China says they can’t afford runaway inflation and the PBOC unexpectedly raised a key interbank market interest rate Thursday for the first time in nearly five months, signaling a change in its policy focus toward pre-empting inflation risks in the new year. The tightening move, in the form of a higher yield in its weekly bill sale, came less than a day after the People’s Bank of China hinted its priorities had shifted toward managing inflation expectations and away from single-mindedly supporting economic growth. Imagine that - the government says they will do something and then —– THEY DO IT! That is amazing!
The PBOC drained a net 137 billion yuan from the money market this week, its biggest weekly fund withdrawal in nearly three months. The central bank has been draining liquidity for 13 consecutive weeks. Outlining its tasks for the new year, the PBOC said in a statement Wednesday it "must maintain policy efforts to support steady economic growth and stabilize prices and effectively manage inflation expectations." In a rare interview with the state-run Xinhua News Agency late last month, Chinese Premier Wen Jiabao discussed growing inflation expectations and expressed concerns about fast-rising property prices.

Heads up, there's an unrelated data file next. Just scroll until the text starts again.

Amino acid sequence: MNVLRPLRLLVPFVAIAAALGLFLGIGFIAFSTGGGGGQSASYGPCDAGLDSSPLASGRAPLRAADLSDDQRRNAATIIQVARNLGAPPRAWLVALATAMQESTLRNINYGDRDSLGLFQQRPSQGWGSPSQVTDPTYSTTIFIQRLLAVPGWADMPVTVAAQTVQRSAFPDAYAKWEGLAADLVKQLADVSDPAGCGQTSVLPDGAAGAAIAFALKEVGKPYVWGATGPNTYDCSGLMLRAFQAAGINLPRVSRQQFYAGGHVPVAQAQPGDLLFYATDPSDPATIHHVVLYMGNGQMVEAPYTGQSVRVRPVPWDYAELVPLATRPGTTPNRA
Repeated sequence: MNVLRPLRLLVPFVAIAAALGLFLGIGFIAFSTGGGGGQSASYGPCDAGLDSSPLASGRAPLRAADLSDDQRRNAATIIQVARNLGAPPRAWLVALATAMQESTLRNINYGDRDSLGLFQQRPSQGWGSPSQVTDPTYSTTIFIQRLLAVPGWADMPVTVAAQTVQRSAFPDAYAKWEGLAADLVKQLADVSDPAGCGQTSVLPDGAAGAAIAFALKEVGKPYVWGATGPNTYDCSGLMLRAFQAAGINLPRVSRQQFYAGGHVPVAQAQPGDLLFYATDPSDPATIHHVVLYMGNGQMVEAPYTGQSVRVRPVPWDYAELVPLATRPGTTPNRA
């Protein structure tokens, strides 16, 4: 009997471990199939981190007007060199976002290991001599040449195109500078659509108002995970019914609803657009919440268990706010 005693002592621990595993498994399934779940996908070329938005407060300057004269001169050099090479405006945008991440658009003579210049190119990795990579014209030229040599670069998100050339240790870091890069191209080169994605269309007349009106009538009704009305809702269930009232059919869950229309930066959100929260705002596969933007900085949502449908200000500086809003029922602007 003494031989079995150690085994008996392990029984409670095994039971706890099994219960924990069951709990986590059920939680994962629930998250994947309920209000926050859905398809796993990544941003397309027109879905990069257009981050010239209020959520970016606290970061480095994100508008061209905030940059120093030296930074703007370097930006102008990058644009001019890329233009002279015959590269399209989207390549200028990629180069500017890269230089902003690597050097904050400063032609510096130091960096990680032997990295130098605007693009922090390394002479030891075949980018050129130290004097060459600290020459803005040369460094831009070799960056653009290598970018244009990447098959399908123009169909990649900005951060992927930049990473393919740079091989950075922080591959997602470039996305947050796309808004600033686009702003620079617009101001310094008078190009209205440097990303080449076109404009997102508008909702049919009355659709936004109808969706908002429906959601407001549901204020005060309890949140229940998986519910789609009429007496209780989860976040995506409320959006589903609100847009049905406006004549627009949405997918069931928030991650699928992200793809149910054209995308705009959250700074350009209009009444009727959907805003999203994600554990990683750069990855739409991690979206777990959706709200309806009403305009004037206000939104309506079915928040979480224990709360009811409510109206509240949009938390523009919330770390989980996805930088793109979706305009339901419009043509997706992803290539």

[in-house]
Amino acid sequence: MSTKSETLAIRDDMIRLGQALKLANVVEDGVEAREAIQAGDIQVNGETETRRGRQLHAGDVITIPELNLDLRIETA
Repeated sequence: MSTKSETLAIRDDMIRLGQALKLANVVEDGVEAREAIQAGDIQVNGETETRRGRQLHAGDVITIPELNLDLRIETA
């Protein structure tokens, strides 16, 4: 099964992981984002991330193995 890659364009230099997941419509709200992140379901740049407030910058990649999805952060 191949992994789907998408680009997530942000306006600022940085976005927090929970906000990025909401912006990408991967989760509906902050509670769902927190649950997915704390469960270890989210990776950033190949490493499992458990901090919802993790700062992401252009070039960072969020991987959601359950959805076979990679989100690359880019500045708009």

That sent the Shanghai Composite down another 2% this morning and the Hang Seng dropped 147 points (.66%) and the Nikkei also fell half a point as the dollar dropped back to 92 Yen. Japan’s new finance minister, Naoto Kan, hit the ground running this morning and said he wants the Japanese currency to weaken a bit more and that he would cooperate with the Bank of Japan to guide the yen exchange rate to "appropriate" levels, specifically 95 Yen to the dollar. "It’s a strong message, particularly for overseas players," said Hideaki Inoue, chief foreign exchange manager at Mitsubishi UFJ Trust and Banking Corp. "Speculation is growing that the government will be more likely to intervene in the market" if the yen rises sharply."